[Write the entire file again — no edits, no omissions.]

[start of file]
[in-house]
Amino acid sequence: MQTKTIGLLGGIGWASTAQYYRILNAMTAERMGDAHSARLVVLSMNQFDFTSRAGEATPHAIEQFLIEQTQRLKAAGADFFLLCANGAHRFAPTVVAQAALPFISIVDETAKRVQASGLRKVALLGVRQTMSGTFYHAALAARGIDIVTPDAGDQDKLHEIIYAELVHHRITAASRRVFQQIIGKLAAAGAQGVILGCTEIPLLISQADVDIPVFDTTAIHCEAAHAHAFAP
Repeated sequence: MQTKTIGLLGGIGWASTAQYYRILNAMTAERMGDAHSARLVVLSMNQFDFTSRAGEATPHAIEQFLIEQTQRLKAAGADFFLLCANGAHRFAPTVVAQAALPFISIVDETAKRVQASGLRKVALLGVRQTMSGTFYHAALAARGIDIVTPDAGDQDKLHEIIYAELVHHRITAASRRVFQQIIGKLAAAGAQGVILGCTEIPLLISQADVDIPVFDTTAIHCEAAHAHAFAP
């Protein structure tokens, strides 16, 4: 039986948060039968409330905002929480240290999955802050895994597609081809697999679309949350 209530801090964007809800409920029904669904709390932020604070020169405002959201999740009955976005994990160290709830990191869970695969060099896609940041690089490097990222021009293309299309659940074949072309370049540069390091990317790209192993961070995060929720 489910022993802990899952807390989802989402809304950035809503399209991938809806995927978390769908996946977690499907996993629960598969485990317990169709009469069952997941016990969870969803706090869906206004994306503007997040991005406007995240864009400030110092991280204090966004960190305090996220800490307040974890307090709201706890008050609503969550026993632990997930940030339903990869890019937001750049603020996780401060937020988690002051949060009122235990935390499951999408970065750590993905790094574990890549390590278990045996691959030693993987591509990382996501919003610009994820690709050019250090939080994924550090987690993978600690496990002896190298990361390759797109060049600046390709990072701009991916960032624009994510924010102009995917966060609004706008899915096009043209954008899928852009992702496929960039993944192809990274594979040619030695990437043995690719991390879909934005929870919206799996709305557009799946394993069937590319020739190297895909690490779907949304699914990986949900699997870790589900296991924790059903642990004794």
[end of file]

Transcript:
[in-house]
Amino acid sequence: MQTKTIGLLGGIGWASTAQYYRILNAMTAERMGDAHSARLVVLSMNQFDFTSRAGEATPHAIEQFLIEQTQRLKAAGADFFLLCANGAHRFAPTVVAQAALPFISIVDETAKRVQASGLRKVALLGVRQTMSGTFYHAALAARGIDIVTPDAGDQDKLHEIIYAELVHHRITAASRRVFQQIIGKLAAAGAQGVILGCTEIPLLISQADVDIPVFDTTAIHCEAAHAHAFAP
Repeated sequence: MQTKTIGLLGGIGWASTAQYYRILNAMTAERMGDAHSARLVVLSMNQFDFTSRAGEATPHAIEQFLIEQTQRLKAAGADFFLLCANGAHRFAPTVVAQAALPFISIVDETAKRVQASGLRKVALLGVRQTMSGTFYHAALAARGIDIVTPDAGDQDKLHEIIYAELVHHRITAASRRVFQQIIGKLAAAGAQGVILGCTEIPLLISQADVDIPVFDTTAIHCEAAHAHAFAP
């Protein structure tokens, strides 16, 4: 039986948060039968409330905002929480240290999955802050895994597609081809697999679309949350 209530801090964007809800409920029904669904709390932020604070020169405002959201999740009955976005994990160290709830990191869970695969060099896609940041690089490097990222021009293309299309659940074949072309370049540069390091990317790209192993961070995060929720 489910022993802990899952807390989802989402809304950035809503399209991938809806995927978390769908996946977690499907996993629960598969485990317990169709009469069952997941016990969870969803706090869906206004994306503007997040991005406007995240864009400030110092991280204090966004960190305090996220800490307040974890307090709201706890008050609503969550026993632990997930940030339903990869890019937001750049603020996780401060937020988690002051949060009122235990935390499951999408970065750590993905790094574990890549390590278990045996691959030693993987591509990382996501919003610009994820690709050019250090939080994924550090987690993978600690496990002896190298990361390759797109060049600046390709990072701009991916960032624009994510924010102009995917966060609004706008899915096009043209954008899928852009992702496929960039993944192809990274594979040619030695990437043995690719991390879909934005929870919206799996709305557009799946394993069937590319020739190297895909690490779907949304699914990986949900699997870790589900296991924790059903642990004794």